Even though this award came with a heavy responsibility for you, many Ethiopians believed that it represented a monumental achievement similar to the city of refugees in the Old Testament where people were sheltered and vengeance was neutralised. As a theologian, however, I believed that your supreme allegiance was not to the Nobel Peace Prize, but rather to the word of Jesus. 

Contrary to my assumptions, the words peace and reconciliation are rarely spoken or applied by you and your government. Under your rule, peacemaking has been redefined as siding with the opposition. Advocating for national consensus has become synonymous with challenging for your position. Your avoidance of peace-making does not align with the moral leadership you once claimed to follow.

When the same Western countries that awarded you the Nobel Peace Prize asked for a ceasefire and political solutions to the ongoing Tigray war, you played the sovereignty card and avoided discussing with any ‘enemy’, going so far as to label the TPLF and Oromo Liberation Army (OLA) as terrorist groups. For this reason, the country is in a protracted (and perhaps proxy) war that is unlikely to end soon.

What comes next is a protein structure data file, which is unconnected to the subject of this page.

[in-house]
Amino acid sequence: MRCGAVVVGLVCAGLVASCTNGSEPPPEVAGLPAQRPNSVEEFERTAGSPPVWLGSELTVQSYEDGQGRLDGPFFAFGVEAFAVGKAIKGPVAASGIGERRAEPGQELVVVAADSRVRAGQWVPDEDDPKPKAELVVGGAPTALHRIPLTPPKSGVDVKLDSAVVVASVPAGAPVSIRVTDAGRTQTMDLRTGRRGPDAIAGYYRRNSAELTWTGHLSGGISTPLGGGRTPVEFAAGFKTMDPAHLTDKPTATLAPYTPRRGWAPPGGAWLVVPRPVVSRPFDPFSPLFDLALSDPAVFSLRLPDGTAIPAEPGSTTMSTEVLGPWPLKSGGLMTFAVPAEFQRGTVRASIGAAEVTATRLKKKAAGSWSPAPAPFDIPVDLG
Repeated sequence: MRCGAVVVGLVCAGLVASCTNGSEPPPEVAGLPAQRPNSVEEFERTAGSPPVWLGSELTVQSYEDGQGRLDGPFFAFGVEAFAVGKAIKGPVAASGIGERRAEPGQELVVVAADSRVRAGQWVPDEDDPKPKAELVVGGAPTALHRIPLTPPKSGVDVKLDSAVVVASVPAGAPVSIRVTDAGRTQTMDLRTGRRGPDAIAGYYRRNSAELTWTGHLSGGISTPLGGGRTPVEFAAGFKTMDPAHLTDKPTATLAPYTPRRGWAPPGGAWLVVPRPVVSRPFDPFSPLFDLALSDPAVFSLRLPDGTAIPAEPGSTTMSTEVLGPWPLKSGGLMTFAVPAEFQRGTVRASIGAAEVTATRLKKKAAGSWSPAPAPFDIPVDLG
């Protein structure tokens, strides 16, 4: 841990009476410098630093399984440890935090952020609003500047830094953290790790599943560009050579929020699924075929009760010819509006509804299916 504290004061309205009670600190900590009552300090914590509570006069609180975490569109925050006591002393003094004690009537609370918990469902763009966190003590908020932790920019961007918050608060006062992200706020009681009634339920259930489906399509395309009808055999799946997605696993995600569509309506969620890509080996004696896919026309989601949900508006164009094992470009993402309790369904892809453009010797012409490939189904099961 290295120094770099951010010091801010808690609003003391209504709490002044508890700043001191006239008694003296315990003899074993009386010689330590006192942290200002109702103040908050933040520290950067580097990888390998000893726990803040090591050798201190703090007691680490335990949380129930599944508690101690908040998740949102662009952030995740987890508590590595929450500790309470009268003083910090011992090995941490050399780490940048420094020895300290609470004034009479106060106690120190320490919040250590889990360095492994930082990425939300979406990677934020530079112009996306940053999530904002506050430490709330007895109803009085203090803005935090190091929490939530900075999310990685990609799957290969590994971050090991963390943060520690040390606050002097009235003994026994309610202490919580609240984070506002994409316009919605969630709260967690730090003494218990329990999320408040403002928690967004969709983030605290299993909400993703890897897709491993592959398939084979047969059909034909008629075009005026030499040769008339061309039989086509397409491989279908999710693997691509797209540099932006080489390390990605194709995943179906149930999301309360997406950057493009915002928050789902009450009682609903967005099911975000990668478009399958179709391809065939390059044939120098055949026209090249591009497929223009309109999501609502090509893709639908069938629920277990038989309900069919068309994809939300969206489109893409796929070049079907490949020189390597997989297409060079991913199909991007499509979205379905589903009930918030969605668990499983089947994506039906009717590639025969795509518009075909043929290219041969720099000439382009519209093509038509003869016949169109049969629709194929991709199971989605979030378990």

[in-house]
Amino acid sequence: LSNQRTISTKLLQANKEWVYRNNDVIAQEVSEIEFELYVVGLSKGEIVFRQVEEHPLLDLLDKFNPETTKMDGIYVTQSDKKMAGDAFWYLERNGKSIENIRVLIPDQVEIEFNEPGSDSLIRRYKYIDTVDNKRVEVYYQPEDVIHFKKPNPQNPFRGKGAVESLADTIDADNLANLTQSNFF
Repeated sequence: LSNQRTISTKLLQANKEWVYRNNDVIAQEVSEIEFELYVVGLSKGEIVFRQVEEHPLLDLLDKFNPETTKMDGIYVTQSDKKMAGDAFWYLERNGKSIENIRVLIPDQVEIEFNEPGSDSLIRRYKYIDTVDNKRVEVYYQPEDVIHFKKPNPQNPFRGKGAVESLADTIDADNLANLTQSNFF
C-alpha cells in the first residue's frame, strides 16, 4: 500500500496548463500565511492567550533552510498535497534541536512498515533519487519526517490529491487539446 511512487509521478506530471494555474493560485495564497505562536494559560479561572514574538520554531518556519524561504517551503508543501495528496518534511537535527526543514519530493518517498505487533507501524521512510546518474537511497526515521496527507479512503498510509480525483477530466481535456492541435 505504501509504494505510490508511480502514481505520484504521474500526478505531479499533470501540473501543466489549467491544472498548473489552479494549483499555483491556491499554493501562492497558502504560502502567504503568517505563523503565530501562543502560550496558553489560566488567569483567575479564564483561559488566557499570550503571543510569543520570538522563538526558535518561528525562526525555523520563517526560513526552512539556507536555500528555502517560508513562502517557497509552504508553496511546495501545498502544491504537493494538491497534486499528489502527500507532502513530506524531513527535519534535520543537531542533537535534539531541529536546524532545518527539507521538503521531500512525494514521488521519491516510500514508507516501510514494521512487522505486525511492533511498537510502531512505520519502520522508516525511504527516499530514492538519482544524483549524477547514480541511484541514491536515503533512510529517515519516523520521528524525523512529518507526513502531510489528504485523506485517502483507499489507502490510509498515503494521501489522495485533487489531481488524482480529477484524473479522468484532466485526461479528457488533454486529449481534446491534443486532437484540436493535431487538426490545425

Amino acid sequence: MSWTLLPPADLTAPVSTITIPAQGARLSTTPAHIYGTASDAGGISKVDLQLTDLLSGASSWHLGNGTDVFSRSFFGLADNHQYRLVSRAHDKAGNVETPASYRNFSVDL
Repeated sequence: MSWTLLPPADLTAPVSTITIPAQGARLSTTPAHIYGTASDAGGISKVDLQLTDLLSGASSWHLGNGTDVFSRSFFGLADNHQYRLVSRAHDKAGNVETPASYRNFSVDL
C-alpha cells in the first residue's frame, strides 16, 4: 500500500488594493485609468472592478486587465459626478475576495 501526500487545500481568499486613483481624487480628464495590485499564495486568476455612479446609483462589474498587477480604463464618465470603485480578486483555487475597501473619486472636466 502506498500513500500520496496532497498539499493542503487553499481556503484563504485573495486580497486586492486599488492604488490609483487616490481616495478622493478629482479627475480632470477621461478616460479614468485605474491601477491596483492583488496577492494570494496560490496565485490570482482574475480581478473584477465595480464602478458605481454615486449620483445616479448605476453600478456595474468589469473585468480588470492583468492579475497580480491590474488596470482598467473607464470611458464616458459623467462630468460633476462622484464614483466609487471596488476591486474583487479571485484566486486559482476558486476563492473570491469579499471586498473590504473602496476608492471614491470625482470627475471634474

Dear PM Abiy, you have avoided the peace-making role of the children of God. Based on the moral principles you expressed, you should have sacrificed your political ambitions and position for the sake of the millions of lives at stake. No peace comes without altruistic sacrifice. Rather than teaming up with Eritrean forces to attack Tigray and Oromia, you should have humbled yourself and tried to bring peace through dialogue and reconciliation. Such a sacrifice is comparable to what you did in 2018 when you broke the 20-year standoff with Eritrea by offering an outstretched hand to Isaias Afewerki. 

Your refusal to play a role as peace-maker and inability to reconcile Ethiopia’s many divisions is another reason why the best thing that you can do for the country at this moment is to step down.